Do teachers improve every year as measured by student achievement, and, if not, should it impact compensation?
Can we measure teacher performance?
Bill Sanders, currently a professor at University of North Carolina, has been developing a highly sophisticated statistical system called “value-added modeling.” While there has been criticism of Sander’s methodology we are clearly on the path to be able to extract the amount of “value” teachers add to students.
The DOE is using the Sanders modeling methods in the Teacher Data Initiative (TDI), an early experiment in informing teachers of their “effectiveness” compared with other teachers teaching similar students.
Salary schedules, for eons, have been seniority based, called “steps.” In recent years the “steps” have been steeper at the lower end of the scale. In NYC teachers receive two step increases a year for the first eight years, then, raises after 10, 13, 15, 18, 20 and reach maximum at 22 years. The theory is simple, create a salary structure that encourages teachers to remain in the system.
If it is possible to measure teacher performance, how should it impact salary compensation schedules? Should we continue with a seniority based system or factor “value-added” into compensation plans?
The evolution of supercomputing has enabled researchers to analyze limitless bits of data, and apply statistical tools,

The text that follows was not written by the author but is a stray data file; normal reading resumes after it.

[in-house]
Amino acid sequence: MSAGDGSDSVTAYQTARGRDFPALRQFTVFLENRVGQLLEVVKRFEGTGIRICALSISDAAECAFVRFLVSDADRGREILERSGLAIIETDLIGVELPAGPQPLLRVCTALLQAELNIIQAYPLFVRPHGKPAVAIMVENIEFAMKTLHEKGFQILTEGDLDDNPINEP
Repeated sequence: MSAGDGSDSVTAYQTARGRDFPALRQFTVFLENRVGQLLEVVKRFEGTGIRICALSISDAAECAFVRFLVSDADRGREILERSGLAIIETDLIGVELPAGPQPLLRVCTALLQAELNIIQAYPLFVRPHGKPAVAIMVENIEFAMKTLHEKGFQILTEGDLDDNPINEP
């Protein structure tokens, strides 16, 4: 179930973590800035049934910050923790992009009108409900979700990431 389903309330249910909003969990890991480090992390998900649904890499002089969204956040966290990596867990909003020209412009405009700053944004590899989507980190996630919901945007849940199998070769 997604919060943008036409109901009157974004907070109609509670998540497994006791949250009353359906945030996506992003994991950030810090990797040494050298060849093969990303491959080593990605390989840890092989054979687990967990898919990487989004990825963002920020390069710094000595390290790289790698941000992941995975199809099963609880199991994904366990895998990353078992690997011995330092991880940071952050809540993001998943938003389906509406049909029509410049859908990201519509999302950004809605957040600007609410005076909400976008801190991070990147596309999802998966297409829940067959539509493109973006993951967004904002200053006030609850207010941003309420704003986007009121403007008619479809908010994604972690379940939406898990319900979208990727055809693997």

A regression is a statistical procedure that takes raw historical data and estimates how various causal factors influence a single variable of interest.
a mathematical ‘neural network’ is a series of interconnected switches, like neurons, receive, evaluate and transmit information…. At the end of the network is a final switch that collects information from previous neural switches and produces from its output the neural network’s prediction …
At the end of the process the researcher looks at the data and decides whether the results are “significant.” Aaron Pallas, at Gotham Schools is instructing us, a sort of Statistics 101.
As the evidence mounts we can conclude, not surprisingly, that “all teachers are not created equal.”
Is using student/teacher achievement data to impact compensation schedules the correct route? Will it result in more effective schools, or simply reward some teachers, and antagonize others?
Should we reward individual teachers, schools (i. e., the current NYC Bonus Plan), or, teams of teachers, such as grade teams or small learning communities in secondary schools?
Do senior teachers become too “comfortable,” and fail to continue to upgrade their skills?
Should “rewards” solely be in increased compensation, or should the increased dollars be totally flexible and be used to buy equipment, fund school trips, etc.
Or, should this datum become the core of a peer review teacher evaluation system?
The American Federation of Teachers has just announced an Innovation Fund, hopefully the fund will encourage a wide range of school-based plans that inform future policy determinations.